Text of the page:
The Nigerian experience is physical, emotional, and sometimes international. No one knows it better than our features on #TheAbroadLife, a series where we detail and explore Nigerian experiences while living abroad.

Today’s subject on Abroad Life moved to the UK in 2018, but immediately wanted to return to Nigeria — people told her to go back to her country and others mimicked her accent. She’s finally moved to a new town and, for the first time, is excited about living in the UK.

First things first, when did you decide to move abroad?

In 2016, people were crazy about moving to Canada. My older brother jumped on that craze and decided to move there too for school at 16, so I thought, “Me too I have to leave Nigeria.”

My plan was to go to the US for university, but a mass shooting happened in the US, and I just became paranoid. It seemed like something bad would happen to me if I went to that side of the world. 

Thankfully, in 2018, a family friend finished their sixth form in the UK, and because I was just finishing secondary school, my parents decided I should go to the UK to do my sixth form too. When I moved, I was 16. 

Was that your first time travelling?

Oh no.  I’m a UK citizen. My parents travelled to the UK to have me and moved back to Nigeria one month later. Every year since I was a kid, we travelled to either the US, UK, Dubai or Ghana. Honestly, I don’t know why we didn’t think of the UK first when we were considering my university options. When we did decide, it seemed like the most sensible option. 

How did leaving Nigeria to go stay elsewhere feel?

Exciting. My mum spent about 15 years of her childhood up in the UK, so she brought us up on UK stories and slangs. Whenever I tried to say those slangs to my Nigerian friends, it seemed like I was speaking another language. They just didn’t get it. Moving to the UK was meant to be an avenue for me to explore who I thought I was at heart. 

Okay so, expectations vs reality?

So, I moved to a town called Stevenage to live with a family friend, her husband and two daughters. I thought I was going to get there and meet a nice, sexy town with a great social scene and people I could relate well with. But omo, that town wasn’t giving “abroad” at all. The roads were bad and the buildings were ugly. I wanted to run back to Lagos. 

My school was a bus away in another town called Hitchin. That place wasn’t great too, but what stood out in both towns was the absolute whiteness of it. I rarely saw any black people. And the white people I encountered were people with thick accents who couldn’t even speak correct English, but occasionally told me to go back to my country. 

In school, people would say stuff like, “Oh my! How can you speak and write so well?” I was also introduced as, “Lisa* from Nigeria” every single time. Like, what happened to just saying my name? Why did they have to add “from Nigeria” every single time?  I didn’t enjoy my two years in sixth form at all.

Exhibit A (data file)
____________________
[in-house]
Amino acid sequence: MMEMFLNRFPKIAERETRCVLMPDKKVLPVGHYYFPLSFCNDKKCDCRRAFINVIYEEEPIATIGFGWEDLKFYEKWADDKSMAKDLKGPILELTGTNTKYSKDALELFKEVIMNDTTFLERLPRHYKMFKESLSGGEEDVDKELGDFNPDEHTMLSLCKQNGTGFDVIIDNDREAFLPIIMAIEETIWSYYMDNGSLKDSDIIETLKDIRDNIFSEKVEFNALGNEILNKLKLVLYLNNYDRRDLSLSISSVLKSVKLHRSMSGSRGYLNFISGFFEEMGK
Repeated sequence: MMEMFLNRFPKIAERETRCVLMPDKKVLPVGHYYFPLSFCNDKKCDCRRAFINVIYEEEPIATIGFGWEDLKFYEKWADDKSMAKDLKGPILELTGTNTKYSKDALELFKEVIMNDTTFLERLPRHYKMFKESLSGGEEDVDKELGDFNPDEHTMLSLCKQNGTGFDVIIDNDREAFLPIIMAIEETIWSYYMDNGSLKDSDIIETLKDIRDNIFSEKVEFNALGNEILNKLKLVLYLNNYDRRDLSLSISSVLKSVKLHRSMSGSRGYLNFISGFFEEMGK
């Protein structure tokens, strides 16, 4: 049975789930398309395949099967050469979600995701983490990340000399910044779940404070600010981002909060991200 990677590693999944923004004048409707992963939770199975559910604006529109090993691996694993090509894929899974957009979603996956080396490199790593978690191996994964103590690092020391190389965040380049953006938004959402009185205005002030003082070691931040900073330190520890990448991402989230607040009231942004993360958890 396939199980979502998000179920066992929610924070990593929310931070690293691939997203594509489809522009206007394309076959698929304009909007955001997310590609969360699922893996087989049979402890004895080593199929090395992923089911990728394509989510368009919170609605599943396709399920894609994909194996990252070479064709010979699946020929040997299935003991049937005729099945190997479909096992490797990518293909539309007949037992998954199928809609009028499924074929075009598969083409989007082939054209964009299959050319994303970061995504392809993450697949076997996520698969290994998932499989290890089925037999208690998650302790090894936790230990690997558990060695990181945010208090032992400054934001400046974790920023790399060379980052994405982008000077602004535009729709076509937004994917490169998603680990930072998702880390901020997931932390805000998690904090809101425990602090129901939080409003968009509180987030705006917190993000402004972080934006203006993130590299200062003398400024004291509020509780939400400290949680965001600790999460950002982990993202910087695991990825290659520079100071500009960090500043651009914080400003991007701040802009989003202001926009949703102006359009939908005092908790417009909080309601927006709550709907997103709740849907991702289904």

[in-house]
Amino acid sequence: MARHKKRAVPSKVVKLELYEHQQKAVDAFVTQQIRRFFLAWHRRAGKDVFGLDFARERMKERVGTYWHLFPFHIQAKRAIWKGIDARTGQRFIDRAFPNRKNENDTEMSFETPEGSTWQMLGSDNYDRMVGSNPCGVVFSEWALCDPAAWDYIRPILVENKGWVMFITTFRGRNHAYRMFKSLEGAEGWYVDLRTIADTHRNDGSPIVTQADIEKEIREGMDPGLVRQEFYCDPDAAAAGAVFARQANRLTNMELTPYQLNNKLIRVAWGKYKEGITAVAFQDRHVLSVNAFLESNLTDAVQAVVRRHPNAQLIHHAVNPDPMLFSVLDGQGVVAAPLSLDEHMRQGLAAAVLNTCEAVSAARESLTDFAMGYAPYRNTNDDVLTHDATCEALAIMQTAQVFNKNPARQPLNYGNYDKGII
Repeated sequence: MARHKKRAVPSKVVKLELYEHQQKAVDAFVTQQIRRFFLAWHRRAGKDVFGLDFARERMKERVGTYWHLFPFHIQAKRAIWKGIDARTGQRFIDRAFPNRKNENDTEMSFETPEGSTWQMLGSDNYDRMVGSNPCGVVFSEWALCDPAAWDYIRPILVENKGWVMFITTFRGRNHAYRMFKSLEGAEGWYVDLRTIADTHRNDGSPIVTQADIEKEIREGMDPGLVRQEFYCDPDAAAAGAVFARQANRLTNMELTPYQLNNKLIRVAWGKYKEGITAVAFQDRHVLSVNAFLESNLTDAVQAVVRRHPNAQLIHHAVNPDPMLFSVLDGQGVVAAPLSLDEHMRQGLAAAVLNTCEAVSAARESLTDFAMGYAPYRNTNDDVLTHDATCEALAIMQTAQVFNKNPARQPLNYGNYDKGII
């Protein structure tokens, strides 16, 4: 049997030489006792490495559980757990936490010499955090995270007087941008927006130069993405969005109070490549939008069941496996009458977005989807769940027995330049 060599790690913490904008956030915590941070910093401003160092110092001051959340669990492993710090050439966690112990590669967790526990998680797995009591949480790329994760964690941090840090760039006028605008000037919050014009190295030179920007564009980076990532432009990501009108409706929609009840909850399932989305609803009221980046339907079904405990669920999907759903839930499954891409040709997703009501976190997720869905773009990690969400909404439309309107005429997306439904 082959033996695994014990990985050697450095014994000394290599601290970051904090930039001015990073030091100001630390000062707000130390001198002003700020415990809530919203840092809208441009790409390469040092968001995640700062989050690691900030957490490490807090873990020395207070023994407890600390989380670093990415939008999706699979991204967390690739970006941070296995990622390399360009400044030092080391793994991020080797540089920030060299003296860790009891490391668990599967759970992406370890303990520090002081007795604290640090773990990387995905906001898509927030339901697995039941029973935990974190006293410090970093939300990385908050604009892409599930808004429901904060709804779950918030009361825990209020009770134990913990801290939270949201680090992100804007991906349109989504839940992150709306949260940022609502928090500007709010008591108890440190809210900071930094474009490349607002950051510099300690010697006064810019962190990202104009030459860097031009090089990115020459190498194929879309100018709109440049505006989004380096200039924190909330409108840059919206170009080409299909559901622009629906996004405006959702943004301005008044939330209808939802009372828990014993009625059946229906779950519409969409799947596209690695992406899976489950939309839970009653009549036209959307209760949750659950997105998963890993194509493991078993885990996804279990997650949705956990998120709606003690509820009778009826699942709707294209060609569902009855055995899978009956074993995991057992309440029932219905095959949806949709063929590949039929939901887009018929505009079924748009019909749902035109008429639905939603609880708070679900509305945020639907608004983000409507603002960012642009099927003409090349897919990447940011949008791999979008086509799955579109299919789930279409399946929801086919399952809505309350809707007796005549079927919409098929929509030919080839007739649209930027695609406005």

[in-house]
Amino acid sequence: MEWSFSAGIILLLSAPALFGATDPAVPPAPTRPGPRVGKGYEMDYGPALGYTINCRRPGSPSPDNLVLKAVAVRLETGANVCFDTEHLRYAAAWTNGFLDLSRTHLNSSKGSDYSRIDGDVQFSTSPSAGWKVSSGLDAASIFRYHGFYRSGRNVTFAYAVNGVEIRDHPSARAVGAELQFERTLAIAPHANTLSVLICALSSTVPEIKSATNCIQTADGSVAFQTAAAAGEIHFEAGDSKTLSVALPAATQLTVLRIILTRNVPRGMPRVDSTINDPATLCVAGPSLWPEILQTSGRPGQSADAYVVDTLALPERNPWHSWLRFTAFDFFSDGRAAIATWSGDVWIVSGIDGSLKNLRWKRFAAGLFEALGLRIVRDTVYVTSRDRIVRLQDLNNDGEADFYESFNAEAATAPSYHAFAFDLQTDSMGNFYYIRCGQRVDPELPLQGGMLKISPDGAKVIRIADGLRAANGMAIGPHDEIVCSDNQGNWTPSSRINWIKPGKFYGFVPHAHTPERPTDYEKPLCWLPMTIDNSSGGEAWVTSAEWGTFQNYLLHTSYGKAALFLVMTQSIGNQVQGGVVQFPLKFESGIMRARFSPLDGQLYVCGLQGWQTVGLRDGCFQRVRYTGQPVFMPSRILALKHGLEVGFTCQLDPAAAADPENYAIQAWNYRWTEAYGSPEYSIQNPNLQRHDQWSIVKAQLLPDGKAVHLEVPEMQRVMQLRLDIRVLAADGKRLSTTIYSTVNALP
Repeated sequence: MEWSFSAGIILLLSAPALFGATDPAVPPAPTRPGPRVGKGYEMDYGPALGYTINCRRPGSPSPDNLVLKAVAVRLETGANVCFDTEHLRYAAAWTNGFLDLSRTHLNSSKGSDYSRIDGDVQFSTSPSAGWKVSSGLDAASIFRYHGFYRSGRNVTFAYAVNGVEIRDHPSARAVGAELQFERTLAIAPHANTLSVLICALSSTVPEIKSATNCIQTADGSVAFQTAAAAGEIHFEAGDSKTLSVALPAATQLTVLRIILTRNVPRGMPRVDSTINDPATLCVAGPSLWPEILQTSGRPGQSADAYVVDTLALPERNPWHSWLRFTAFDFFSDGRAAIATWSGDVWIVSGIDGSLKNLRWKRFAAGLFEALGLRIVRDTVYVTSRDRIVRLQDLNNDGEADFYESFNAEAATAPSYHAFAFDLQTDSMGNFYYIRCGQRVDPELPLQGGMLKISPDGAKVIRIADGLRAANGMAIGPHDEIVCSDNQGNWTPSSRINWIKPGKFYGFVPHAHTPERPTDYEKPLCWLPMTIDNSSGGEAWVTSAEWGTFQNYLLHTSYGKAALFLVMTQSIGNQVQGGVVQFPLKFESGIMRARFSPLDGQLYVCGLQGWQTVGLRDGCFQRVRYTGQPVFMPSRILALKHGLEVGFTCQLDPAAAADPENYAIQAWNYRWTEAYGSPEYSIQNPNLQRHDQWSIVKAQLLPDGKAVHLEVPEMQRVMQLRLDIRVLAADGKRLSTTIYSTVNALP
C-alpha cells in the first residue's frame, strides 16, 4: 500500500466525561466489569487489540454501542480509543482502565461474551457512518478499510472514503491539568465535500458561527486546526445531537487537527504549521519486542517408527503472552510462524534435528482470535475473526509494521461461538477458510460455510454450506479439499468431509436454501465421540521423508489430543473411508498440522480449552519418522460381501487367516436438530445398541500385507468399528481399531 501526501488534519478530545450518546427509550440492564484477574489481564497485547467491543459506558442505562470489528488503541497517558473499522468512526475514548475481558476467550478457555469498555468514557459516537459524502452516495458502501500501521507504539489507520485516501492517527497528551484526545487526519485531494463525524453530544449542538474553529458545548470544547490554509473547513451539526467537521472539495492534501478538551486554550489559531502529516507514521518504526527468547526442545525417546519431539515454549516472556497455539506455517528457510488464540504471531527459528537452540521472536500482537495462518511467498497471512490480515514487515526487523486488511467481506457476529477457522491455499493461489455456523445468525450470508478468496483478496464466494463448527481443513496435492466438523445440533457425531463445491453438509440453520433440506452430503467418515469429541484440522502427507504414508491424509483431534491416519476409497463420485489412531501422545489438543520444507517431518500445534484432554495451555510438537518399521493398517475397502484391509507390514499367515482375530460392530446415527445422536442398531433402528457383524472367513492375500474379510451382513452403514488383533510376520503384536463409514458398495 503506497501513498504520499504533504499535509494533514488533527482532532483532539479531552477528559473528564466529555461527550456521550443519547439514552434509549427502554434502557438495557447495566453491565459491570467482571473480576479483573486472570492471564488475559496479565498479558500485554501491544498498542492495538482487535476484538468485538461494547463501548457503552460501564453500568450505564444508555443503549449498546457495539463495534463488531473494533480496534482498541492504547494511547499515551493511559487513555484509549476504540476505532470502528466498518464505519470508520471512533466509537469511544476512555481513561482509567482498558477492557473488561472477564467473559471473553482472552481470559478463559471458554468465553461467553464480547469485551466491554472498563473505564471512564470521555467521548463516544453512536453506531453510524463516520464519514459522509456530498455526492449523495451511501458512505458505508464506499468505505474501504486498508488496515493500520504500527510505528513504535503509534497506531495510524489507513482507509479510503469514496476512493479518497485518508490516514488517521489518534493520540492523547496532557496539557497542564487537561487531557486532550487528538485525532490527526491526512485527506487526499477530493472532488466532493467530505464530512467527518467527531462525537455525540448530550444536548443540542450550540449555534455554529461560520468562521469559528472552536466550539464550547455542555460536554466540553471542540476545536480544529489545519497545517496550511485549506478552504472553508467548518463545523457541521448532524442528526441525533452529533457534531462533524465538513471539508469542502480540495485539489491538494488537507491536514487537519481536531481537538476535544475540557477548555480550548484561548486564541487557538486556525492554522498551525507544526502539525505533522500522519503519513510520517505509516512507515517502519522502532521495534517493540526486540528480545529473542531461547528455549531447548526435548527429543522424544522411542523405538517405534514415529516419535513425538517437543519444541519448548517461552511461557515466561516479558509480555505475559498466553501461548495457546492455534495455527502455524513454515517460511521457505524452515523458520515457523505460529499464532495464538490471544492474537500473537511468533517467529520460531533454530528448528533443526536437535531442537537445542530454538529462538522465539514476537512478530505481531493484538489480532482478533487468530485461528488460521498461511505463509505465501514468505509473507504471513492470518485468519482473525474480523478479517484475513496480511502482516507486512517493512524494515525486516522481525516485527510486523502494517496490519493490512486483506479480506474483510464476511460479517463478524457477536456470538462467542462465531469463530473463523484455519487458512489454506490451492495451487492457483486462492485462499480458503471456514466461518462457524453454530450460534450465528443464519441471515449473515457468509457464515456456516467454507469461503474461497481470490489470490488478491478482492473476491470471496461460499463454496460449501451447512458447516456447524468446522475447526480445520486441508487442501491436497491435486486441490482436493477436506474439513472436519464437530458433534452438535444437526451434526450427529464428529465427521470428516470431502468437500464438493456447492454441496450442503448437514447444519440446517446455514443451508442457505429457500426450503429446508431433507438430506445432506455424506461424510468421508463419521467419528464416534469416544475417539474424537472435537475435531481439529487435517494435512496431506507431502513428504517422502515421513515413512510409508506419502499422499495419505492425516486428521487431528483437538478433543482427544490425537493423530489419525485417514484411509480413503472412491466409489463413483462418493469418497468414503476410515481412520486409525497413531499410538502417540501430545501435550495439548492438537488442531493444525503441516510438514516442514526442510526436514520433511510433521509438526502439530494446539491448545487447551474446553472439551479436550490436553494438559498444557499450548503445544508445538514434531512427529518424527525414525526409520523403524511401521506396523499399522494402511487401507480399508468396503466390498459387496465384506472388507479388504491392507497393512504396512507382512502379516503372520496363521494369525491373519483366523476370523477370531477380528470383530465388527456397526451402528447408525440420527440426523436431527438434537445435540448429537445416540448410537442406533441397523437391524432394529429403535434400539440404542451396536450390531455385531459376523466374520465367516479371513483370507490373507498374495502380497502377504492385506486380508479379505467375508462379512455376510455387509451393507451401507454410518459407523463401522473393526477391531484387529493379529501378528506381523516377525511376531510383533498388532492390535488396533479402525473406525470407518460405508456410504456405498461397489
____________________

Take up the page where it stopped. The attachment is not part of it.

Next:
That sounds awful.

The only thing that helped me survive was the family I lived with. They treated me like their own daughter, and their kids treated me like their own sister. On my mum’s birthday, I was sad I couldn’t be in Nigeria for her party, and the people I was staying with went out, got food, and started a mini party in the house just so I could feel better.

I finished sixth form in the middle of the pandemic in 2020, so I took a break before university. I just felt like. 

What did you do for that year?

I got a job at a store in Stevenage. I arranged stuff on counters, cleaned and did some other administrative tasks. It was the ghetto. I worked with older white people who mistook me for a dissimilar-looking black colleague and mimicked my accent. It was a store, so there was no HR I could report to. I just moved on whenever anything like that happened. 

How long did you work there?

Exactly one year. After that, I moved to Coventry for university. Again, my first thought when I moved in to my hostel at my uni in Coventry was, “Am I really abroad?” The walls were cracked and the hallways were dirty. I thought I’d hate being here too. 

But when I went into the campus, things looked much better. First, I saw diversity like I hadn’t seen in Stevenage or Hitchin. There were people from so many different countries — especially Africa — that just seemed like they would make cool friends. 

One thing I noticed was that people from other countries know about Nigeria and Nigerians more than Nigerians know about other people. As I settled in, I started making friends. And yeah, all my friends are black. 

It’s not like I don’t speak with white people o. I just don’t have them in my close circles because there’s not a lot we can relate to. 

How long is your uni course?

It’s three years. I don’t know what I’m doing when I finish here, but I know I was born to enjoy my life and have plenty money, so that’s probably what’s going to happen. 

I’m also considering returning to Nigeria for NYSC, but when I get to that river, I’ll cross it. Right now, I just want to enjoy uni and enjoy my life. 

Hey there! My name is Sheriff and I’m the writer of Abroad Life. If you’re a Nigerian and you live or have lived abroad, I would love to talk to you about what that experience feels like and feature you on Abroad Life. All you need to do is fill out this short form, and I’ll be in contact.


Zikoko amplifies African youth culture by curating and creating smart and joyful content for young Africans and the world.